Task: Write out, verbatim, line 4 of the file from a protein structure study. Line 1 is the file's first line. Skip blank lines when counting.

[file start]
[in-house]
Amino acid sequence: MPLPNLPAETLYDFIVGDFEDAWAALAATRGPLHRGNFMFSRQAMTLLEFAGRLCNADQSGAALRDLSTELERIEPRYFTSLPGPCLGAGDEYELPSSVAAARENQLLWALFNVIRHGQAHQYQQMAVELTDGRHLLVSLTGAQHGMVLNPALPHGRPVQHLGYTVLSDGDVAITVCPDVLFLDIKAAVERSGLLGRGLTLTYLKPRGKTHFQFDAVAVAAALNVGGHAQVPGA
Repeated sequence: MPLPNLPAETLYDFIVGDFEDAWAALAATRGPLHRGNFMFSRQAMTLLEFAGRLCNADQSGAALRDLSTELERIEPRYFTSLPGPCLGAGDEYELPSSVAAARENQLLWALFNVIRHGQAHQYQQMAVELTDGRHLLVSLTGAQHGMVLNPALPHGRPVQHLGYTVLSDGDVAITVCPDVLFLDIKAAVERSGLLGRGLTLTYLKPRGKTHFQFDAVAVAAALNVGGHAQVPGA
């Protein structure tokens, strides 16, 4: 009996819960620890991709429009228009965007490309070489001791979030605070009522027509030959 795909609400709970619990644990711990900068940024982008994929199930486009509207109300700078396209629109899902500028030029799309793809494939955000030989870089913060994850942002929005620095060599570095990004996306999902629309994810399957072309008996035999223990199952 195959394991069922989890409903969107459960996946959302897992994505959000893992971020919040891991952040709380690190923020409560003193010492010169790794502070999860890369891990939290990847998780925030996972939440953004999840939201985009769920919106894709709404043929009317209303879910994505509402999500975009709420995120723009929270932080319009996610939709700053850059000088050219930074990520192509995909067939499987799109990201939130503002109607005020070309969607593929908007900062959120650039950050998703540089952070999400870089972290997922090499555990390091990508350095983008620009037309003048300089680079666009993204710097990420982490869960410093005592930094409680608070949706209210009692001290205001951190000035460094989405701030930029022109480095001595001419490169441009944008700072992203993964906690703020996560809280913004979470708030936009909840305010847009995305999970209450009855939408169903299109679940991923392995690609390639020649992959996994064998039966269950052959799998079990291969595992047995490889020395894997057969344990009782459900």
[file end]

């Protein structure tokens, strides 16, 4: 009996819960620890991709429009228009965007490309070489001791979030605070009522027509030959 795909609400709970619990644990711990900068940024982008994929199930486009509207109300700078396209629109899902500028030029799309793809494939955000030989870089913060994850942002929005620095060599570095990004996306999902629309994810399957072309008996035999223990199952 195959394991069922989890409903969107459960996946959302897992994505959000893992971020919040891991952040709380690190923020409560003193010492010169790794502070999860890369891990939290990847998780925030996972939440953004999840939201985009769920919106894709709404043929009317209303879910994505509402999500975009709420995120723009929270932080319009996610939709700053850059000088050219930074990520192509995909067939499987799109990201939130503002109607005020070309969607593929908007900062959120650039950050998703540089952070999400870089972290997922090499555990390091990508350095983008620009037309003048300089680079666009993204710097990420982490869960410093005592930094409680608070949706209210009692001290205001951190000035460094989405701030930029022109480095001595001419490169441009944008700072992203993964906690703020996560809280913004979470708030936009909840305010847009995305999970209450009855939408169903299109679940991923392995690609390639020649992959996994064998039966269950052959799998079990291969595992047995490889020395894997057969344990009782459900």